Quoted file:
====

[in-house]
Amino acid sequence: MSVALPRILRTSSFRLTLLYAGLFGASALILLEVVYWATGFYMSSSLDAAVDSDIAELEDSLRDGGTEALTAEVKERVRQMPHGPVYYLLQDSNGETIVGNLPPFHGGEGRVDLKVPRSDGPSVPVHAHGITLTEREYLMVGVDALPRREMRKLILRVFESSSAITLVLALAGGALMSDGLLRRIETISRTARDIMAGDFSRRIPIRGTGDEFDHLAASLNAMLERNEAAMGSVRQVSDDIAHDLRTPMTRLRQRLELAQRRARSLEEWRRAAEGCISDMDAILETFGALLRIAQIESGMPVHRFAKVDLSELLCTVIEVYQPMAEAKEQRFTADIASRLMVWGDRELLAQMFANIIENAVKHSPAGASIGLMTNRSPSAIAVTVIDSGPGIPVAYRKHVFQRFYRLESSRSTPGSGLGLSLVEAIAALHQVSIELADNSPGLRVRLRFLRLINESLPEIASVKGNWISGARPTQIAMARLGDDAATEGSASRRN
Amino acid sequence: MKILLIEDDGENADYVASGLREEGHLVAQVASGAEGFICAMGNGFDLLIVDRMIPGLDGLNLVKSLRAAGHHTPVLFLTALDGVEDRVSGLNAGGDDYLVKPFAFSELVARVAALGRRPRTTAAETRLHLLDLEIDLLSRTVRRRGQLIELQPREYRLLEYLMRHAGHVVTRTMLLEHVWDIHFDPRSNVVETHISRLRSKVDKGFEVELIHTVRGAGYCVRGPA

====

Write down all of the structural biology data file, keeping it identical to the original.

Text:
[in-house]
Amino acid sequence: MSVALPRILRTSSFRLTLLYAGLFGASALILLEVVYWATGFYMSSSLDAAVDSDIAELEDSLRDGGTEALTAEVKERVRQMPHGPVYYLLQDSNGETIVGNLPPFHGGEGRVDLKVPRSDGPSVPVHAHGITLTEREYLMVGVDALPRREMRKLILRVFESSSAITLVLALAGGALMSDGLLRRIETISRTARDIMAGDFSRRIPIRGTGDEFDHLAASLNAMLERNEAAMGSVRQVSDDIAHDLRTPMTRLRQRLELAQRRARSLEEWRRAAEGCISDMDAILETFGALLRIAQIESGMPVHRFAKVDLSELLCTVIEVYQPMAEAKEQRFTADIASRLMVWGDRELLAQMFANIIENAVKHSPAGASIGLMTNRSPSAIAVTVIDSGPGIPVAYRKHVFQRFYRLESSRSTPGSGLGLSLVEAIAALHQVSIELADNSPGLRVRLRFLRLINESLPEIASVKGNWISGARPTQIAMARLGDDAATEGSASRRN
Amino acid sequence: MKILLIEDDGENADYVASGLREEGHLVAQVASGAEGFICAMGNGFDLLIVDRMIPGLDGLNLVKSLRAAGHHTPVLFLTALDGVEDRVSGLNAGGDDYLVKPFAFSELVARVAALGRRPRTTAAETRLHLLDLEIDLLSRTVRRRGQLIELQPREYRLLEYLMRHAGHVVTRTMLLEHVWDIHFDPRSNVVETHISRLRSKVDKGFEVELIHTVRGAGYCVRGPA